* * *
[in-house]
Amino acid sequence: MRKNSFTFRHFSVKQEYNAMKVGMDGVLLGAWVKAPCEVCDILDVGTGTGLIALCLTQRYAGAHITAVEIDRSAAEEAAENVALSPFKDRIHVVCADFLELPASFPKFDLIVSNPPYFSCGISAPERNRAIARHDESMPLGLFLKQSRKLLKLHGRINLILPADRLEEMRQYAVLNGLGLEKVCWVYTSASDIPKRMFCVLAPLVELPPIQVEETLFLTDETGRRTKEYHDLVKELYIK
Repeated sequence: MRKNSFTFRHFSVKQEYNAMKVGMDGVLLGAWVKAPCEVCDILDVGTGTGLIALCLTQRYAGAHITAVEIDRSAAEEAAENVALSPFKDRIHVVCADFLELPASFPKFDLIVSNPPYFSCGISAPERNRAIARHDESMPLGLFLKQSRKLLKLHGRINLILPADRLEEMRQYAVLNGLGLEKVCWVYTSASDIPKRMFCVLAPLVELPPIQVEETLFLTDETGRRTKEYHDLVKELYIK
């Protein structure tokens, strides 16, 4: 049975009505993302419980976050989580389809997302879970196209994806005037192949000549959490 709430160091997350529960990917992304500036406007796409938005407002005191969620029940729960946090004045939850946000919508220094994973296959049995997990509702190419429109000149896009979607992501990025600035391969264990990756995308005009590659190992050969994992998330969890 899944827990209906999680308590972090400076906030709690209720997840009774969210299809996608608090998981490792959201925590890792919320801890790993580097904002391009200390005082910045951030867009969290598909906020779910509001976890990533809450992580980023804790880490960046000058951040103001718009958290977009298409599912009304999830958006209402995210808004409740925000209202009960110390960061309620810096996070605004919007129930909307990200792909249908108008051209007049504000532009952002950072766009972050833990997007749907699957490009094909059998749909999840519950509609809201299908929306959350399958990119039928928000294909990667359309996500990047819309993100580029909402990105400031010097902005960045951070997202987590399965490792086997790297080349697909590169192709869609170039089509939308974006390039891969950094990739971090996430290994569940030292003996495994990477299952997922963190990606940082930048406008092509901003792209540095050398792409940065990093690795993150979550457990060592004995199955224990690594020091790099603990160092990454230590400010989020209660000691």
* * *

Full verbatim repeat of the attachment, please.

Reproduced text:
[in-house]
Amino acid sequence: MRKNSFTFRHFSVKQEYNAMKVGMDGVLLGAWVKAPCEVCDILDVGTGTGLIALCLTQRYAGAHITAVEIDRSAAEEAAENVALSPFKDRIHVVCADFLELPASFPKFDLIVSNPPYFSCGISAPERNRAIARHDESMPLGLFLKQSRKLLKLHGRINLILPADRLEEMRQYAVLNGLGLEKVCWVYTSASDIPKRMFCVLAPLVELPPIQVEETLFLTDETGRRTKEYHDLVKELYIK
Repeated sequence: MRKNSFTFRHFSVKQEYNAMKVGMDGVLLGAWVKAPCEVCDILDVGTGTGLIALCLTQRYAGAHITAVEIDRSAAEEAAENVALSPFKDRIHVVCADFLELPASFPKFDLIVSNPPYFSCGISAPERNRAIARHDESMPLGLFLKQSRKLLKLHGRINLILPADRLEEMRQYAVLNGLGLEKVCWVYTSASDIPKRMFCVLAPLVELPPIQVEETLFLTDETGRRTKEYHDLVKELYIK
């Protein structure tokens, strides 16, 4: 049975009505993302419980976050989580389809997302879970196209994806005037192949000549959490 709430160091997350529960990917992304500036406007796409938005407002005191969620029940729960946090004045939850946000919508220094994973296959049995997990509702190419429109000149896009979607992501990025600035391969264990990756995308005009590659190992050969994992998330969890 899944827990209906999680308590972090400076906030709690209720997840009774969210299809996608608090998981490792959201925590890792919320801890790993580097904002391009200390005082910045951030867009969290598909906020779910509001976890990533809450992580980023804790880490960046000058951040103001718009958290977009298409599912009304999830958006209402995210808004409740925000209202009960110390960061309620810096996070605004919007129930909307990200792909249908108008051209007049504000532009952002950072766009972050833990997007749907699957490009094909059998749909999840519950509609809201299908929306959350399958990119039928928000294909990667359309996500990047819309993100580029909402990105400031010097902005960045951070997202987590399965490792086997790297080349697909590169192709869609170039089509939308974006390039891969950094990739971090996430290994569940030292003996495994990477299952997922963190990606940082930048406008092509901003792209540095050398792409940065990093690795993150979550457990060592004995199955224990690594020091790099603990160092990454230590400010989020209660000691």